Protect the organization’s information, as well as its reputation, by developing and implementing an incident response infrastructure (e.g., plans, defined roles, training, communications, management oversight) for quickly discovering an attack and then effectively containing the damage, eradicating the attacker’s presence, and restoring the integrity of the network and systems.
Why is this CIS Control critical?
Cyber incidents are now just part of our way of life. Even large, well-funded, and technically sophisticated enterprises struggle to keep up with the frequency and complexity of attacks. The question of a successful cyber-attack against an enterprise is not “if” but “when.”
When an incident occurs, it is too late to develop the right procedures, reporting, data collection, management responsibility, legal protocols, and communications strategy that will allow the enterprise to successfully understand, manage, and recover. Without an incident response plan, an organization may not discover an attack in the first place, or, if the attack is detected, the organization may not follow good procedures to contain damage, eradicate the attacker’s presence, and recover in a secure fashion. Thus, the attacker may have a far greater impact, causing more damage, infecting more systems, and possibly exfiltrate more sensitive data than would otherwise be possible were an effective incident response plan in place.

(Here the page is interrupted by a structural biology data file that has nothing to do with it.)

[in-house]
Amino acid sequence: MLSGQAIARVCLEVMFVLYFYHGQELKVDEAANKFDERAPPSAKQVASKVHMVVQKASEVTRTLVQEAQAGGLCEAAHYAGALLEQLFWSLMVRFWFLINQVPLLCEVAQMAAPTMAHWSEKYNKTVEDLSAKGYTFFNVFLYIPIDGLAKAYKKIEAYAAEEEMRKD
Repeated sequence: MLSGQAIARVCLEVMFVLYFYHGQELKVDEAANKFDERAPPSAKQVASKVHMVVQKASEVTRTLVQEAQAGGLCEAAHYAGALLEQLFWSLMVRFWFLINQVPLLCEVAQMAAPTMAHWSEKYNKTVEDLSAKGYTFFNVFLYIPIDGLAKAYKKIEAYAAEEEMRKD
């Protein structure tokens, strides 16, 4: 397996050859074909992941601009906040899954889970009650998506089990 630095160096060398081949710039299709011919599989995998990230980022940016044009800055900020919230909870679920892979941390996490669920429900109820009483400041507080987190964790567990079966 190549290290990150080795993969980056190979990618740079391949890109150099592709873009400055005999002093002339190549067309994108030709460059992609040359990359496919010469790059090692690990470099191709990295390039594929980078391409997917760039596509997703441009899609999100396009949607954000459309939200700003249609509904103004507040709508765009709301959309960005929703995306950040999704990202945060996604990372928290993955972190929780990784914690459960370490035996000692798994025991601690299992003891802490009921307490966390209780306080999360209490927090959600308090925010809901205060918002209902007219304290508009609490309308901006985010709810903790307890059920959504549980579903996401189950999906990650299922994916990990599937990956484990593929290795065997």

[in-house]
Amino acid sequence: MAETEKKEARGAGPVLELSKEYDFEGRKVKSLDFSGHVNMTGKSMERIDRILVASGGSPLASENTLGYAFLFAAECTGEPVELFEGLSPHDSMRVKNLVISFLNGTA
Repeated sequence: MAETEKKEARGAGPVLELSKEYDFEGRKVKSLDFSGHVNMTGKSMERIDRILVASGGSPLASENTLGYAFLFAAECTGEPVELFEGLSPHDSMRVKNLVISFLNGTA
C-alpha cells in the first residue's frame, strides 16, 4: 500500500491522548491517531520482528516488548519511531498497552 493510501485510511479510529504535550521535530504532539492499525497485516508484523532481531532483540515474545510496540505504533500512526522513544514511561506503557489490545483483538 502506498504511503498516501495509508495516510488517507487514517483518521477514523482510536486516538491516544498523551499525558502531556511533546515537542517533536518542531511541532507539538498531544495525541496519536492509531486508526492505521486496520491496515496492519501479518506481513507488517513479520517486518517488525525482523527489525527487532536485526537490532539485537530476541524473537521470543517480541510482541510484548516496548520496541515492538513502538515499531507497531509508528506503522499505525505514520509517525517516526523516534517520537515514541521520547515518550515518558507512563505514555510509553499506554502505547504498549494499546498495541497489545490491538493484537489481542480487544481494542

- Ensure that there are written incident response procedures that include a definition of personnel roles for handling incidents. The procedures should define the phases of incident handling.
- Assign job titles and duties for handling computer and network incidents to specific individuals.
See the full text of this CIS Control and the other 20 CIS Controls
Information Hub: Incident Response and Management
Blog post • 15 May 2017
White paper • 06 May 2017
White paper • 15 Mar 2017
White paper • 14 Mar 2017